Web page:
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I first started tutoring in my first year at North Central College through a program called EDGE Structured Study. Later, I became a teacher's assistant for the physics department at the college and helped physics students with labs and homework. With these two jobs, I am able to assist many students at my college in math and physics. After a year of tutoring other students I began to notice that my knowledge on the topics had increased substantially and therefore my skills as a tutor increased even more. It is well known that the best way to know if you understand a topic is if you are able to explain it to others. Tutoring has allowed me to better understand my own topics and has given me the ability to teach them in several ways.

Beyond tutoring, I also enjoy video games, Ultimate Frisbee, Soccer, Martial Arts, playing piano, and riding my bike around town and through trails. Having many interests is very helpful in college because it allows you to escape when you need to and come back to a problem or assignment with a more cleared mind.

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Brad’s Qualifications

Education & Certification

Undergraduate Degree: North Central College - Bachelors, Physics


Ultimate Frisbee, Soccer, Martial Arts, Video Games, and Piano

Q & A

What is your teaching philosophy?

In teaching there are two main steps to ensure a topic is grasped by a student. First, of course, is teaching. The best way for a student to learn is by doing. In math and physics, this is done by doing example problems after learning the material. Second is assessment. The best type of assessment is to determine whether the student is able to explain a concept back. If these two steps are accomplished, it is almost guaranteed the student has learned the material.

What might you do in a typical first session with a student?

The first session with a student is the most important. This is the time to learn what the student knows and what his or her strengths and weaknesses are. The first session is the foundation for which to build the academic success of a student.

How can you help a student become an independent learner?

A student who can not only read the textbook, but also grasp the concepts and understand the subtleties of the text is one who can learn by him/herself. If I am able to successfully teach a student how to read a textbook of math or physics in this way, that student can be supremely successful by him/herself.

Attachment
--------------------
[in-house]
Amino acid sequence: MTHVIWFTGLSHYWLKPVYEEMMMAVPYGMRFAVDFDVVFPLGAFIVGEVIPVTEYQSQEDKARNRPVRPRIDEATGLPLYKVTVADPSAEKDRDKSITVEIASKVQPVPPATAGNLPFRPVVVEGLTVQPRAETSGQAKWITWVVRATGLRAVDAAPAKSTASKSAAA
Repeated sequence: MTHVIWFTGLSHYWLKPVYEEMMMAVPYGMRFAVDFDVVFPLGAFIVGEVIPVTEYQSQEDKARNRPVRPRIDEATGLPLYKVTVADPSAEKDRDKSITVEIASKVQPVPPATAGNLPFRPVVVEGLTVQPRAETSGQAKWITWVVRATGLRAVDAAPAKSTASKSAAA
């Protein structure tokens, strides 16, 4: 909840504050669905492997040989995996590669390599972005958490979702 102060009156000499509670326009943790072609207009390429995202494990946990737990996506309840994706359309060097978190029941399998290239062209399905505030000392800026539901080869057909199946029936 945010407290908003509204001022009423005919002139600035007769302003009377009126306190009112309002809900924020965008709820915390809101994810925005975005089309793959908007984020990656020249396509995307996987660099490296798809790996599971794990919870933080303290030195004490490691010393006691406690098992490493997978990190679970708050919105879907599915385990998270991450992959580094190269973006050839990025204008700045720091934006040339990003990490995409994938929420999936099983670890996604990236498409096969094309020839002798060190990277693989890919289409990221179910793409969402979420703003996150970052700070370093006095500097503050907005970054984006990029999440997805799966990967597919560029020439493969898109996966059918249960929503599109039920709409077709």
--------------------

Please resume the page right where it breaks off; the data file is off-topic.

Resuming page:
How would you help a student stay motivated?

Motivation is typically lost due to three reasons: A feeling that what one is doing is not worth the time, a lack of self-confidence, and/or stress. If these things can be eliminated or at least minimized, a student should stay motivated to accomplish necessary tasks for success.

If a student has difficulty learning a skill or concept, what would you do?

Take the problem a step backwards until the fundamental problem or misunderstanding is discovered. From there we can clarify what we need to and build the solution upon a more solid foundation.

How do you help students who are struggling with reading comprehension?

In math or physics, reading problems have key information that one needs to learn to extract. I would tutor a student in finding these key words or concepts in a problem in order to set up the workings of a problem. From there it goes from a word problem to a purely mathematics problem.

What strategies have you found to be most successful when you start to work with a student?

Getting to know the student’s strengths and weaknesses is the most important step in understanding how I can help that student. Therefore, understanding those strengths and weaknesses takes priority and should be understood within the first day.

How would you help a student get excited/engaged with a subject that they are struggling in?

Students normally get engaged with a subject when it becomes easier and more understandable to them. The key to that is showing some applications to these problems or similar problems and how they work in the real world.

What techniques would you use to be sure that a student understands the material?

If the student can teach the key concept or material back to me flawlessly, the student understands the material. The best way to know if you've mastered something is to teach it back to someone.

How do you build a student's confidence in a subject?

Confidence building happens when a student begins to realize that he/she can do problems successfully. Especially those problems that look difficult at first, but after taking the problem apart and building a solution, is easy and understandable for the student.

How do you evaluate a student's needs?

Previous assessments are a good way to evaluate the student's needs. Typically, the source of misunderstanding comes down to a select few poorly understood concepts. Therefore, the understanding of fundamental concepts in math and physics will show the needs of a student.

How do you adapt your tutoring to the student's needs?

My tutoring style focuses on the student’s weaknesses, and making them into strengths by practicing those problems. In scenarios with test-taking (like the AP exams), I like to take a more well-rounded approach and relate as much of the course as possible to the problems the student will be solving. This approach may use the student’s strengths in solving problems quicker or working around weaknesses.

What types of materials do you typically use during a tutoring session?

In tutoring sessions from previous experience, I have often used blank sheets of printer paper and a pencil. However, when I have had a classroom available to me, I prefer using a big whiteboard/chalkboard.

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